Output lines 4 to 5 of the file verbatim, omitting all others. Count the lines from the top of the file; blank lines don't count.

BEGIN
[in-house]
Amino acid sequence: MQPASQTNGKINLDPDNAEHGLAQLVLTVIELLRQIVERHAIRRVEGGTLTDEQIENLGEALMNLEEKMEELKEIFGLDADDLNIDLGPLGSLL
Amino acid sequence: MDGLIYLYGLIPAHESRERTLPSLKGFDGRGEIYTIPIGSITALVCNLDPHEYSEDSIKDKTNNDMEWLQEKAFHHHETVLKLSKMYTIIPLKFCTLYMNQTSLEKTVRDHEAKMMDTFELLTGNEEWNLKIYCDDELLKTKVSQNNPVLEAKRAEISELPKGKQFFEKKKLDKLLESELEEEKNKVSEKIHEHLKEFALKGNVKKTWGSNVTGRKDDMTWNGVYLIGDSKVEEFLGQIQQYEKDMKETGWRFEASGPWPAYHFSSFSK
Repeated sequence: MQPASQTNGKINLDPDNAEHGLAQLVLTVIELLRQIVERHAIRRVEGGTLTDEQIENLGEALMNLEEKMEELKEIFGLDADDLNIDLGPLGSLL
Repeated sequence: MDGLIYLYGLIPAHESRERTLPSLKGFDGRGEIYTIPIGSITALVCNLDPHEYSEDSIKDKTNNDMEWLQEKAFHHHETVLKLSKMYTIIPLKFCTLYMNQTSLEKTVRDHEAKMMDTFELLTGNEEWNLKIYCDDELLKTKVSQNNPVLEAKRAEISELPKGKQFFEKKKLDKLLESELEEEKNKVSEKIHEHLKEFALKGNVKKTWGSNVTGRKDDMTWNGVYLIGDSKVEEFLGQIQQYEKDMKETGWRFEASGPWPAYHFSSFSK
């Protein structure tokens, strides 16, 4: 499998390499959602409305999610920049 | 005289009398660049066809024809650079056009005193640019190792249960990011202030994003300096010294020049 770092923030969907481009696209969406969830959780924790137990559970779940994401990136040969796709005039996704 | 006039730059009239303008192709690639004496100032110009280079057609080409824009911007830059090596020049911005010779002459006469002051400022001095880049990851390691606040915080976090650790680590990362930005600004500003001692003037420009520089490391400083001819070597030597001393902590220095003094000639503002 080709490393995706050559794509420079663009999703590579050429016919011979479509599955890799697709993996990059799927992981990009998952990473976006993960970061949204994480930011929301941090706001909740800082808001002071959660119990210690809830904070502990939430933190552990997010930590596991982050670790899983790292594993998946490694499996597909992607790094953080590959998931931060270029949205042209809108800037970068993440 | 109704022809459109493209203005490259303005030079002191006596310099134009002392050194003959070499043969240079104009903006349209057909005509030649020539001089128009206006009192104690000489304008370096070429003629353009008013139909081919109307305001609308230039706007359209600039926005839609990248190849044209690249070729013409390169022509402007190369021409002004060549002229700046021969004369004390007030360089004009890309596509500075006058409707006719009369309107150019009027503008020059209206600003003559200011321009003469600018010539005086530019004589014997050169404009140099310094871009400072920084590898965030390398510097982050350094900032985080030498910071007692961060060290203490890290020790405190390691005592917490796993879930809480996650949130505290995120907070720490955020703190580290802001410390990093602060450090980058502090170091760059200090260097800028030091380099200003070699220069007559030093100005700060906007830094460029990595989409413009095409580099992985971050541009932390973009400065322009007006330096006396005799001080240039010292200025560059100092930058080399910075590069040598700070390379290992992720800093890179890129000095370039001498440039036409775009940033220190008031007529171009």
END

Repeated sequence: MQPASQTNGKINLDPDNAEHGLAQLVLTVIELLRQIVERHAIRRVEGGTLTDEQIENLGEALMNLEEKMEELKEIFGLDADDLNIDLGPLGSLL
Repeated sequence: MDGLIYLYGLIPAHESRERTLPSLKGFDGRGEIYTIPIGSITALVCNLDPHEYSEDSIKDKTNNDMEWLQEKAFHHHETVLKLSKMYTIIPLKFCTLYMNQTSLEKTVRDHEAKMMDTFELLTGNEEWNLKIYCDDELLKTKVSQNNPVLEAKRAEISELPKGKQFFEKKKLDKLLESELEEEKNKVSEKIHEHLKEFALKGNVKKTWGSNVTGRKDDMTWNGVYLIGDSKVEEFLGQIQQYEKDMKETGWRFEASGPWPAYHFSSFSK